You bury your past between thighs open
up secrets from graves disinterred lives
saying kill the beast which does not look
like you but feels more like you than they
do — that is, human — that is, alive —
that is, hunted. Face ghost-white and
scared — always scared, they taught me
well from birth the joys of a woman’s place
in her bathroom crying tears leaking blood
saying our fault, I’m so sorry I will return
to soil, clay, muck, earth, give you back
your rib I never asked for this life you
say you gifted it, say be thankful, say count your blessings. I am blessed.
Could have been worse. Lips reddened to
scream help they mistake for hallelujah;
he says you like that? I shake my head
but he doesn’t see, never sees what he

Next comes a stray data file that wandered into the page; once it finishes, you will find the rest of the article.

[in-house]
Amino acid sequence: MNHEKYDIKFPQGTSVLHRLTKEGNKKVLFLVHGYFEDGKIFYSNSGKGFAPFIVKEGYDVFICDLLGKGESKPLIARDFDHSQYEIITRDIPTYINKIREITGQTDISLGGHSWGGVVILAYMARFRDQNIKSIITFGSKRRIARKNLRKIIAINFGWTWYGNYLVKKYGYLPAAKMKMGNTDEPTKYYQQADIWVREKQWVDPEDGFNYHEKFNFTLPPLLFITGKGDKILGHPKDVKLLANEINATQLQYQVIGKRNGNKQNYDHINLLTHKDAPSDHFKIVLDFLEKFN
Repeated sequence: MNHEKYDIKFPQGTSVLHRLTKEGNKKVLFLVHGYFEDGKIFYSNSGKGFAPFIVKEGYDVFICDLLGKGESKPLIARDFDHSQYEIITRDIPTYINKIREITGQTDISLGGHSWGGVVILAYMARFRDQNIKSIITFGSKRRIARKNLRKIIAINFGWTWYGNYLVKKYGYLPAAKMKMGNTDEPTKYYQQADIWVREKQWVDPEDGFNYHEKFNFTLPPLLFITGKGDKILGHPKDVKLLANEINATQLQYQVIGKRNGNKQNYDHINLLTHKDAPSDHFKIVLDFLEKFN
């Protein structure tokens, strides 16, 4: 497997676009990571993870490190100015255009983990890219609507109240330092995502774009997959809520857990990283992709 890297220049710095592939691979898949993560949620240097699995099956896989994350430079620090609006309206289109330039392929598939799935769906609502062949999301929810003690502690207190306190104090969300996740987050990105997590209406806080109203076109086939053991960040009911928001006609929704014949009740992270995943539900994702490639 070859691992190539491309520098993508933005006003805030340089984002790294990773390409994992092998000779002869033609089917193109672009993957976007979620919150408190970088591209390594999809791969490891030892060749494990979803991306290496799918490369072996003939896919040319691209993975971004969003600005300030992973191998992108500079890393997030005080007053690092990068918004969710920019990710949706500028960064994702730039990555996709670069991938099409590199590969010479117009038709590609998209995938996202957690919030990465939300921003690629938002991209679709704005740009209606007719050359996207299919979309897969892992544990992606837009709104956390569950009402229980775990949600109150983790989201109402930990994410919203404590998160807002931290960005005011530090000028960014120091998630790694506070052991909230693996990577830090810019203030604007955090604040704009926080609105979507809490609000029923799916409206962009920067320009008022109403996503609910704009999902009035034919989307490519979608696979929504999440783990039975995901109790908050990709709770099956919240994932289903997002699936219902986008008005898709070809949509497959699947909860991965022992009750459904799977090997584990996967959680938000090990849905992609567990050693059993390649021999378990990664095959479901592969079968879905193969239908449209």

doesn’t want. I don’t want what he
dreams up and still I give it to him. Yours and love words I weave into
a shroud I say they’re holy, say they
mean it’s okay. He’s okay. I’m okay. Are you okay? Never better, never
worse — always fighting for one more
breath even as I pray it will just end.
Marilee Goad is a queer writer residing in South Korea. She has work published or forthcoming in Ghost City Review, ELJ, Barrelhouse, Yes Poetry, and Vessel Press, amongst others. You can follow her on twitter @_gracilis and find her website at marileethepoet.tumblr.com.